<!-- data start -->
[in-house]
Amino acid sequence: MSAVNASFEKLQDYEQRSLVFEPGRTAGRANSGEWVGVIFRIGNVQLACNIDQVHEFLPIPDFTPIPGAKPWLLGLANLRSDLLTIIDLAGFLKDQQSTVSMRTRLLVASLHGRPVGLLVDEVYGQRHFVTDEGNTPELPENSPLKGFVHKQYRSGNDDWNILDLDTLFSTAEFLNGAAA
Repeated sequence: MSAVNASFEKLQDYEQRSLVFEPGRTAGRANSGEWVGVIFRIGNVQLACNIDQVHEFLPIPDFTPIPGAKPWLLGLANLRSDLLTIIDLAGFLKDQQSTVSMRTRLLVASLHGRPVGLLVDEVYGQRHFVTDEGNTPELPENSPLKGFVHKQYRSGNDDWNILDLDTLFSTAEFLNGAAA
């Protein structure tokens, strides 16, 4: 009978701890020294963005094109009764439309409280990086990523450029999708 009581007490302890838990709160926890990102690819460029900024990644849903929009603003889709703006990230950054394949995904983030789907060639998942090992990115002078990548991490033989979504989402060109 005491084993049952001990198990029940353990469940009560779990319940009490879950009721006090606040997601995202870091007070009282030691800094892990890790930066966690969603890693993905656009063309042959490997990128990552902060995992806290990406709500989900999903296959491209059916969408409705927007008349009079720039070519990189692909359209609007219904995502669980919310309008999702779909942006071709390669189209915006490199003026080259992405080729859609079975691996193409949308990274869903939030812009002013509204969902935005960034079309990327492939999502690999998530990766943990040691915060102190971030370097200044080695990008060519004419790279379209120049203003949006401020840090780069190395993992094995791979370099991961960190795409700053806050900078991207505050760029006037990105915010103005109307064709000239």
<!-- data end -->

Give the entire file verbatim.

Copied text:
[in-house]
Amino acid sequence: MSAVNASFEKLQDYEQRSLVFEPGRTAGRANSGEWVGVIFRIGNVQLACNIDQVHEFLPIPDFTPIPGAKPWLLGLANLRSDLLTIIDLAGFLKDQQSTVSMRTRLLVASLHGRPVGLLVDEVYGQRHFVTDEGNTPELPENSPLKGFVHKQYRSGNDDWNILDLDTLFSTAEFLNGAAA
Repeated sequence: MSAVNASFEKLQDYEQRSLVFEPGRTAGRANSGEWVGVIFRIGNVQLACNIDQVHEFLPIPDFTPIPGAKPWLLGLANLRSDLLTIIDLAGFLKDQQSTVSMRTRLLVASLHGRPVGLLVDEVYGQRHFVTDEGNTPELPENSPLKGFVHKQYRSGNDDWNILDLDTLFSTAEFLNGAAA
């Protein structure tokens, strides 16, 4: 009978701890020294963005094109009764439309409280990086990523450029999708 009581007490302890838990709160926890990102690819460029900024990644849903929009603003889709703006990230950054394949995904983030789907060639998942090992990115002078990548991490033989979504989402060109 005491084993049952001990198990029940353990469940009560779990319940009490879950009721006090606040997601995202870091007070009282030691800094892990890790930066966690969603890693993905656009063309042959490997990128990552902060995992806290990406709500989900999903296959491209059916969408409705927007008349009079720039070519990189692909359209609007219904995502669980919310309008999702779909942006071709390669189209915006490199003026080259992405080729859609079975691996193409949308990274869903939030812009002013509204969902935005960034079309990327492939999502690999998530990766943990040691915060102190971030370097200044080695990008060519004419790279379209120049203003949006401020840090780069190395993992094995791979370099991961960190795409700053806050900078991207505050760029006037990105915010103005109307064709000239």